At first it was business as usual.
Within one month of working together, our direct-to-consumer alcoholic beverage client saw more organic traffic trickling in.
And then came a downpour.
By the third month of publishing keyword-optimized content, our client was getting 8,000 monthly organic visitors, or a 4x growth in search traffic from the time we started working with them.
By the sixth month, traffic had grown 8x.
The traffic has only continued to skyrocket from there. We consistently reach weekly record highs. As we publish this case study near our eighth month of working together, our client's traffic has grown to 22,000 monthly organic sessions.
And it’s not just traffic. Our client is able to attribute more than $1,000 in revenue per month to a single blog post’s organic traffic.
Before we started working with this alcoholic beverage company, we worried whether alcohol-related content was a saturated space. But as it turned out, there wasn’t a lot of content providing information about alcoholic beverages in a friendly and accessible way. Most of the content already out there mostly catered to experts and connoisseurs.
The key to unlocking SEO success was creating a lot of helpful content for consumers in their market. Read on to learn how we did that, how we dominated the space, and how we boosted conversion rates.
Our client had a clear sense of what they wanted: a content strategy to support their goal of being known for their alcoholic beverage content geared towards health-conscious people.
The reason we were successful is that we had a well-defined niche to work in while still having room for growth. One of the most common content mistakes is when brands assume that writing about broad topics will reach the broadest audience. But the problem with that approach is it doesn’t consider how difficult it is to rank for those broad topics. And it doesn’t tie content strategy to what is unique about the company’s product offering.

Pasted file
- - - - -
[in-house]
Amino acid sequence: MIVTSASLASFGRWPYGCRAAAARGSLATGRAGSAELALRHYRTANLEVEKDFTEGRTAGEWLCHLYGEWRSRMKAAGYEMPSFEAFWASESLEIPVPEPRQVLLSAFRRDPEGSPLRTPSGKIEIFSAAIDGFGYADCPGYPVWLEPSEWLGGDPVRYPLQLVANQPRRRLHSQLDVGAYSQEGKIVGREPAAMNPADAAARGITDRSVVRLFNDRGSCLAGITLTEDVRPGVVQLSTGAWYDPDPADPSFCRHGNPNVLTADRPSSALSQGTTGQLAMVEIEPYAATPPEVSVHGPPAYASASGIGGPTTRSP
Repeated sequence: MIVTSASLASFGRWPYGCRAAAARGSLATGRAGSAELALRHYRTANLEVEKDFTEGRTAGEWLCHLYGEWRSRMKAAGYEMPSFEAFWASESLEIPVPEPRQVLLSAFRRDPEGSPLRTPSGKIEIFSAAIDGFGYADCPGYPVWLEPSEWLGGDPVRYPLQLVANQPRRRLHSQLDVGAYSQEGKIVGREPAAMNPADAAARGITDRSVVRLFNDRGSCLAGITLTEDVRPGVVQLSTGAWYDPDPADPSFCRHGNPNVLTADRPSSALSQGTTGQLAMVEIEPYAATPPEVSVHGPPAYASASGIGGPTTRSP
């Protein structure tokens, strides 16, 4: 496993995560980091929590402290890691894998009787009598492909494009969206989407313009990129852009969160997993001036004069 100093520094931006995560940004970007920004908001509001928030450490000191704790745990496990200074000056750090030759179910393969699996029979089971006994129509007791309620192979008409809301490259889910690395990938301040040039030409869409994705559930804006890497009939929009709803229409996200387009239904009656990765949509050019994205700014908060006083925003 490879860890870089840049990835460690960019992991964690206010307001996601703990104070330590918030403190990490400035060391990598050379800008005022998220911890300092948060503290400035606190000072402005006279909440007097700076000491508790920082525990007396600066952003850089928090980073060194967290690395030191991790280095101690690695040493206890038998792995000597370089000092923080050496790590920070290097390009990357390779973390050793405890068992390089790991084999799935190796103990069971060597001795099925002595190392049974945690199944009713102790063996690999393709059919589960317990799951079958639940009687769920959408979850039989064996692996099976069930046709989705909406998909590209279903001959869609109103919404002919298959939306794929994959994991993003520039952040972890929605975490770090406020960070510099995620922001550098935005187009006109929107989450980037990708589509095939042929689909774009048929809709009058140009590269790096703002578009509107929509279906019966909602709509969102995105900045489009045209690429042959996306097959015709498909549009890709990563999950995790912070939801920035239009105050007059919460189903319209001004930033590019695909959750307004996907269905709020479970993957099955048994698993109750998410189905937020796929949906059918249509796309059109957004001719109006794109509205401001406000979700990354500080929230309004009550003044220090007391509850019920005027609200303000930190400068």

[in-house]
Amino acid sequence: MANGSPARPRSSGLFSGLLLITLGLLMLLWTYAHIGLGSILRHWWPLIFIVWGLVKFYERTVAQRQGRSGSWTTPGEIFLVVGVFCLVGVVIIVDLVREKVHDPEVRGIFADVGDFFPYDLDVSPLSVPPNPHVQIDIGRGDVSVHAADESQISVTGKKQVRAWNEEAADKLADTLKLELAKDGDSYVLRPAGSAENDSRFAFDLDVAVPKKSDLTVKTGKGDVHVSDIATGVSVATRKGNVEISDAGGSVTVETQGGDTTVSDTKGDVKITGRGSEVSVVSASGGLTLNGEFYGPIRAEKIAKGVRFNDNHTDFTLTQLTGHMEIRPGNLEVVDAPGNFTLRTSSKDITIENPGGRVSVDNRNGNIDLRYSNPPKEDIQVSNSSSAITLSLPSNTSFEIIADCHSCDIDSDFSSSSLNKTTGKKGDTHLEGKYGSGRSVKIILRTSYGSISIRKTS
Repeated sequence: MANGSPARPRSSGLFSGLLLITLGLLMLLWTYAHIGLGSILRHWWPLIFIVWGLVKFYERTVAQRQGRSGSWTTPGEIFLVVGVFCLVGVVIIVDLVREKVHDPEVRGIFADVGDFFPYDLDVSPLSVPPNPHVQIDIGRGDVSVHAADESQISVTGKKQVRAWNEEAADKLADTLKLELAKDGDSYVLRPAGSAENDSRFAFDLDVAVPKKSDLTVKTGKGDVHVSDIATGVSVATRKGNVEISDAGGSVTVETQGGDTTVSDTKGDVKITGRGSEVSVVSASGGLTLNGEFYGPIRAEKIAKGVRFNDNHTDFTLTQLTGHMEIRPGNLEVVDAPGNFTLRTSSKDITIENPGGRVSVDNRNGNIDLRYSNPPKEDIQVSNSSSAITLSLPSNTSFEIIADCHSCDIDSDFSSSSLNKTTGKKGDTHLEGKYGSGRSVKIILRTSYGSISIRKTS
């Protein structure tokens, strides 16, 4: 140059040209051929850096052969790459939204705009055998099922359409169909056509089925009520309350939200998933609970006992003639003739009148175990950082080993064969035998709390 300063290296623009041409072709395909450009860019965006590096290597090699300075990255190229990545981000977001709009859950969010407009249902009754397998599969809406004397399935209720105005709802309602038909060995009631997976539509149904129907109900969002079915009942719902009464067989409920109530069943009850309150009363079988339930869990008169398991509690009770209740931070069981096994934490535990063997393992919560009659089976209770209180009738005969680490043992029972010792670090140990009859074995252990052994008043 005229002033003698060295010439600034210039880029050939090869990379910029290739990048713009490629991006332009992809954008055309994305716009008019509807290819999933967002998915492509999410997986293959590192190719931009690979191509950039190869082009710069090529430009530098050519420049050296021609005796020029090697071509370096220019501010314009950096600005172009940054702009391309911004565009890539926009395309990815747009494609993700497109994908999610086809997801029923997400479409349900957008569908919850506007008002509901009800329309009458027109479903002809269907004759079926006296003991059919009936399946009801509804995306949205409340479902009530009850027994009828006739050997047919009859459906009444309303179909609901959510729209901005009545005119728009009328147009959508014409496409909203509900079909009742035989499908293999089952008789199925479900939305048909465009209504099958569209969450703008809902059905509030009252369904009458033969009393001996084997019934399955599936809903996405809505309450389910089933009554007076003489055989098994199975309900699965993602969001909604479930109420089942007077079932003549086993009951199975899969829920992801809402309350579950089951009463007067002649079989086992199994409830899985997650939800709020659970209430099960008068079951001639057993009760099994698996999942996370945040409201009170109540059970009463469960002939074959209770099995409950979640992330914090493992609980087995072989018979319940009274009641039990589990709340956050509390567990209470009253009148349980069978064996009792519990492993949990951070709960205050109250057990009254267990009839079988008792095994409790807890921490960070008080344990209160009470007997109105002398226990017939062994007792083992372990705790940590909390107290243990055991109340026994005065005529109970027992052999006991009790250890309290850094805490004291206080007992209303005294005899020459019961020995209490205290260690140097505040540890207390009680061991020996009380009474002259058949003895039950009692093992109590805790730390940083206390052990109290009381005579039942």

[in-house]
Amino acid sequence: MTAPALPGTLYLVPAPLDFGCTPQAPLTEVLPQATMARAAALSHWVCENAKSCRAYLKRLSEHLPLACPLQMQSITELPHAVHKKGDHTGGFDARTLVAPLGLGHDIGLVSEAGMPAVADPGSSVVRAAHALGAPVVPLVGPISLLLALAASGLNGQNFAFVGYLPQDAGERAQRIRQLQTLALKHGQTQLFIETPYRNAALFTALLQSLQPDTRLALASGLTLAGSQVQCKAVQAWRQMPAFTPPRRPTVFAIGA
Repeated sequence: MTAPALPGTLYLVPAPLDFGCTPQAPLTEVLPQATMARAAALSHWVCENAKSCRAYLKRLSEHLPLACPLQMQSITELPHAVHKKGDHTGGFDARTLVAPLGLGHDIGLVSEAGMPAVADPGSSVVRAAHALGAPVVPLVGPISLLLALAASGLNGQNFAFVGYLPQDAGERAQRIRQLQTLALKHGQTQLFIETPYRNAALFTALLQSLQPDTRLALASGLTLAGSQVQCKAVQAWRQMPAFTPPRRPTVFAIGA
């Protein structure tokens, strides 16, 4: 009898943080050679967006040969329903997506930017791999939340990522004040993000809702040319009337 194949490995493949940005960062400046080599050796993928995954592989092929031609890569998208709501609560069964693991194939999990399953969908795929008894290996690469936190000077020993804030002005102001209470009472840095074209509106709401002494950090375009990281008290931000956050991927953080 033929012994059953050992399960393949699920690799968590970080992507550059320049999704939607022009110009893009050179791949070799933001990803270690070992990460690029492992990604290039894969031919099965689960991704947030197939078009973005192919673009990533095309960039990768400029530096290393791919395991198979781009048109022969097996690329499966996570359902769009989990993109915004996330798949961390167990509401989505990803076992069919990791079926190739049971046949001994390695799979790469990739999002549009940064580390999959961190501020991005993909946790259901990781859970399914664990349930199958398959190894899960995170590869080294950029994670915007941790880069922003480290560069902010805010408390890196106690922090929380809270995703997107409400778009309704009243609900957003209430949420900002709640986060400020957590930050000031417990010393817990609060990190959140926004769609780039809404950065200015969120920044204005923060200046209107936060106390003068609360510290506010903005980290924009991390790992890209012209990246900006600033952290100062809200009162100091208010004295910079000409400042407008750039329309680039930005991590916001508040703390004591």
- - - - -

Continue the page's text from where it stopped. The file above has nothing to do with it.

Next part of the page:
Our client wasn’t trying to rank for “alcohol” in general. They sell a certain type of beverage, and they sell it to a health-conscious audience. We started fleshing out our content strategy based on key terms they wanted to rank for, and mapping out additional topics to educate their target audience, capture the traffic, and build trust.
Taking an education-focused approach helped us identify a keyword strategy that would move the needle.
We estimated it would take about six months to start ranking for keywords. After all, that’s the inflection point of reaching the Critical Authority Threshold. But we hit the milestones a lot faster.
Before the client signed us on, their organic visits were roughly 500 per week, or 2,000 per month. We started ranking for our target keyword terms immediately, and organic traffic grew faster than expected. We had kicked off our content strategy with lower difficulty keywords, and we made sure the content was easy to read. Most of the existing competing alcohol-related content was academic, so we focused on accessibility.
At three months, we got to ~8,000 monthly organic visitors, which continued to increase at a rapid pace. It was around this time that we added link building to their program, which helped to further build their domain authority.
By the six-month mark, we got to 16,000 monthly visitors. Today, we are 10 months in and we consistently reach new weekly highs. In fact, in October 2020, we surpassed 20,000 monthly organic visitors.
We started to work with this client about one month before shelter-in-place orders were issued in the U.S. With most people staying at home, it may come as no surprise that American alcohol consumption began to rise. A recent Nielson report showed that at-home drinking increased by nearly one-third.